Weed Guards

Weed Guards

Weed Guards

One drawback to fishing in the shallows is that fish tend to hang out in some grassy spots. This means that we anglers have to worry about keeping our hooks foul-free or face the chore of defoliating our flies constantly. Depending on whom you talk to, there are several ways to keep a fly "weedless." Actually, a better term would be "mostly weedless" because no method is foolproof, and if it were, it would also be fishless. Tiers use everything from monofilament to wire to special patterns, like bend-backs, all with varying preference and success.

The fact is that almost all of them work equally well, but some lend themselves better to certain patterns. Regardless of what material you use to make the guard, just remember it must be flexible enough to allow the fish to bite it and still get hooked. That is the one major complaint many anglers have with bend-backs, although if tied correctly a bend-back functions about as well as any other style of guard. Simple guards can even be tied in after the fact, and, of course, any weed guard can be removed if desired.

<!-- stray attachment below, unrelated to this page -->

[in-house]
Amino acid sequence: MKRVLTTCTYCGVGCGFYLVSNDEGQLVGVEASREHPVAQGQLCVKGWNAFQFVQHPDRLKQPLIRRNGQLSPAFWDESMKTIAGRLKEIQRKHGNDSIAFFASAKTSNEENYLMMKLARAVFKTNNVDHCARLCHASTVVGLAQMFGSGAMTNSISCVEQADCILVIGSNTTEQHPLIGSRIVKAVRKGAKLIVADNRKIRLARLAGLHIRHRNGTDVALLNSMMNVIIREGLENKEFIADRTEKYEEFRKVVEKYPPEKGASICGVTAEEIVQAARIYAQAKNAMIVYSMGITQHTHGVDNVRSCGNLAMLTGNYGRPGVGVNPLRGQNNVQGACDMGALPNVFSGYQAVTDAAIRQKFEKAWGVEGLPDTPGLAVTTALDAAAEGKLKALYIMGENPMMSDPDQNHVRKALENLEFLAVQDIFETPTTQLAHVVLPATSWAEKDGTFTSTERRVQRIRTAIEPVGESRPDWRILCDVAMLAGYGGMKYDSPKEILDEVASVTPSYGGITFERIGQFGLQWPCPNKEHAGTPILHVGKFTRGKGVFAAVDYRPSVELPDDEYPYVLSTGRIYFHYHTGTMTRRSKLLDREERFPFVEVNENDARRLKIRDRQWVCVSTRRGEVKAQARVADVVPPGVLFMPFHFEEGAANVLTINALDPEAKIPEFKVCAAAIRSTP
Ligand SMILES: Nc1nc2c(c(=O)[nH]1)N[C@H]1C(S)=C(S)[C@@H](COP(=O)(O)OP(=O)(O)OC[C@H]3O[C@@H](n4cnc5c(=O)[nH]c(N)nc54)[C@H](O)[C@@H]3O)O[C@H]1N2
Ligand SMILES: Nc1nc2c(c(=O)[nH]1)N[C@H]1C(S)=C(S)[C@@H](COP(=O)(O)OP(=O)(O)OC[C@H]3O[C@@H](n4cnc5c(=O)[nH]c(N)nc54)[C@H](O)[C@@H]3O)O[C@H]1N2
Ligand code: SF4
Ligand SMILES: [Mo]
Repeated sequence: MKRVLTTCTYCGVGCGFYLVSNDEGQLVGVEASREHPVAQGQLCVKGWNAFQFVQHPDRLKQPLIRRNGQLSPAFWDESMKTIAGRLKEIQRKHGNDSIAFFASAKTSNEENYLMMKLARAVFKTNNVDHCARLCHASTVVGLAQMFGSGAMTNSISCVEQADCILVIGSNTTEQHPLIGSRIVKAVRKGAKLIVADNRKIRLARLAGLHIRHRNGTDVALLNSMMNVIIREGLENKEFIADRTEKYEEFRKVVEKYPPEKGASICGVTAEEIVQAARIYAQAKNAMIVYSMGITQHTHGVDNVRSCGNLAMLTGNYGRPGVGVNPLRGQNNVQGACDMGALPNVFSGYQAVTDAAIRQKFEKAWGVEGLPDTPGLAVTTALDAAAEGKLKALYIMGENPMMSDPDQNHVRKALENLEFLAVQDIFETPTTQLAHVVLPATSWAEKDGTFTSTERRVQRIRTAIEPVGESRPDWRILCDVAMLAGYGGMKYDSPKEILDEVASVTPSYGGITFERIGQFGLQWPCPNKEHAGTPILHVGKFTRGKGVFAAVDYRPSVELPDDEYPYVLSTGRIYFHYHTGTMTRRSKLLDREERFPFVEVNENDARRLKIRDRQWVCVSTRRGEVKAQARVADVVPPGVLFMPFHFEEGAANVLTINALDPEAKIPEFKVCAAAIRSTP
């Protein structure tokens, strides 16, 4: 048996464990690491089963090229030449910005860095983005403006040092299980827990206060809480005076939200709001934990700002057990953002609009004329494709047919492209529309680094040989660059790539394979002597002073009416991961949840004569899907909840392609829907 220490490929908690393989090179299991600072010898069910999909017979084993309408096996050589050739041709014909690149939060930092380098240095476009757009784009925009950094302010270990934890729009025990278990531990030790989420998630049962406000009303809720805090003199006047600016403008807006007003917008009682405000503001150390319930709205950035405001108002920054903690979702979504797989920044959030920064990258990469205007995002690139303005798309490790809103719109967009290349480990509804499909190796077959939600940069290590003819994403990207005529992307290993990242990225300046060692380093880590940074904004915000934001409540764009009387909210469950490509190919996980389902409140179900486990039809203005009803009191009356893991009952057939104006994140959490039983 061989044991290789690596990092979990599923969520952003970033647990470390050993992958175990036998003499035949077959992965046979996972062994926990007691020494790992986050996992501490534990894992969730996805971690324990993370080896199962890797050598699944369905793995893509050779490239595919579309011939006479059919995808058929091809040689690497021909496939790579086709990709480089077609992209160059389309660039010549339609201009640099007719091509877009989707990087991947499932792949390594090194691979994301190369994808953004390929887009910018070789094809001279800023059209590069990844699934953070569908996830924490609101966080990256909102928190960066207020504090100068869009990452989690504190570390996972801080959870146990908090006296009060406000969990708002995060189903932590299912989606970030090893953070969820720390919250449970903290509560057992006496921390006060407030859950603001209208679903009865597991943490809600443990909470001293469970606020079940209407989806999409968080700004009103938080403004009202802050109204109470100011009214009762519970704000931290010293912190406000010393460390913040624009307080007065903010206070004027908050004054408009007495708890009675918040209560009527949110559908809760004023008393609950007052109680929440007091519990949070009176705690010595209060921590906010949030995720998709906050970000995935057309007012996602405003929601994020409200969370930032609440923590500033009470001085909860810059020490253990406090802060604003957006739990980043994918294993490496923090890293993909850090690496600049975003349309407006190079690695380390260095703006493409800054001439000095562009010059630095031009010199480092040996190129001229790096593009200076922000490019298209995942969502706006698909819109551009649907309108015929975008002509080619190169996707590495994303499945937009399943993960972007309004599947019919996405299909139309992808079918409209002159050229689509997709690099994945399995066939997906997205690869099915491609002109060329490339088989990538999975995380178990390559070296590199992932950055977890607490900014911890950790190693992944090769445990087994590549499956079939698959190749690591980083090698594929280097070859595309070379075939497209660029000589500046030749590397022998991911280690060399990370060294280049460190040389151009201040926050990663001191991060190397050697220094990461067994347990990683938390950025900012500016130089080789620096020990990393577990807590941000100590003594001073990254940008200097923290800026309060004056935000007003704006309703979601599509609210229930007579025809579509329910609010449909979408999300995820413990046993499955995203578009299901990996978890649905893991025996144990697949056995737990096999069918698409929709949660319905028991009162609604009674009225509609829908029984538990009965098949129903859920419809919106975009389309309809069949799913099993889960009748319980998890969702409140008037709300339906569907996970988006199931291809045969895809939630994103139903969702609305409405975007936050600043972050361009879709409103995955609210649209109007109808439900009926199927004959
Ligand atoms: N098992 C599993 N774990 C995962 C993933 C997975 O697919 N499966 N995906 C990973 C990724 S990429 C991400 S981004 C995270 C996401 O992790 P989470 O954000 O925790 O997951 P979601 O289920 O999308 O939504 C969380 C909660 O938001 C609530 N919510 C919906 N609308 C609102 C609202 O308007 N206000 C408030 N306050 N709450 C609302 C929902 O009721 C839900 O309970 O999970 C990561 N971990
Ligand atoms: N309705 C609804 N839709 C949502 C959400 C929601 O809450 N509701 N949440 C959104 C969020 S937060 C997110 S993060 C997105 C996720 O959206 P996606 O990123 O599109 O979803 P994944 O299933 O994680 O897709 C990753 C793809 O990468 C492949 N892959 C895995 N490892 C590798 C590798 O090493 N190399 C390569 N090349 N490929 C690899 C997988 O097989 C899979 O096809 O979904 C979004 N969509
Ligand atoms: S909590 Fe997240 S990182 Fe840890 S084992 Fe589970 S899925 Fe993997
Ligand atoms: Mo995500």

Whatever material you use to make guards, use as light a weight as you can get away with in the conditions you'll be fishing. Many tiers use 30- to 40-pound mono for looped weed guards, but go much heavier for straight-style guards. Wire guards can be tricky because they sometimes need to be tuned to ride and work properly. Bend-backs, of course, work only as well as they are designed and tied. If you keep getting bit but don't seem to be able to set the hook, lighten or even change the style of guard.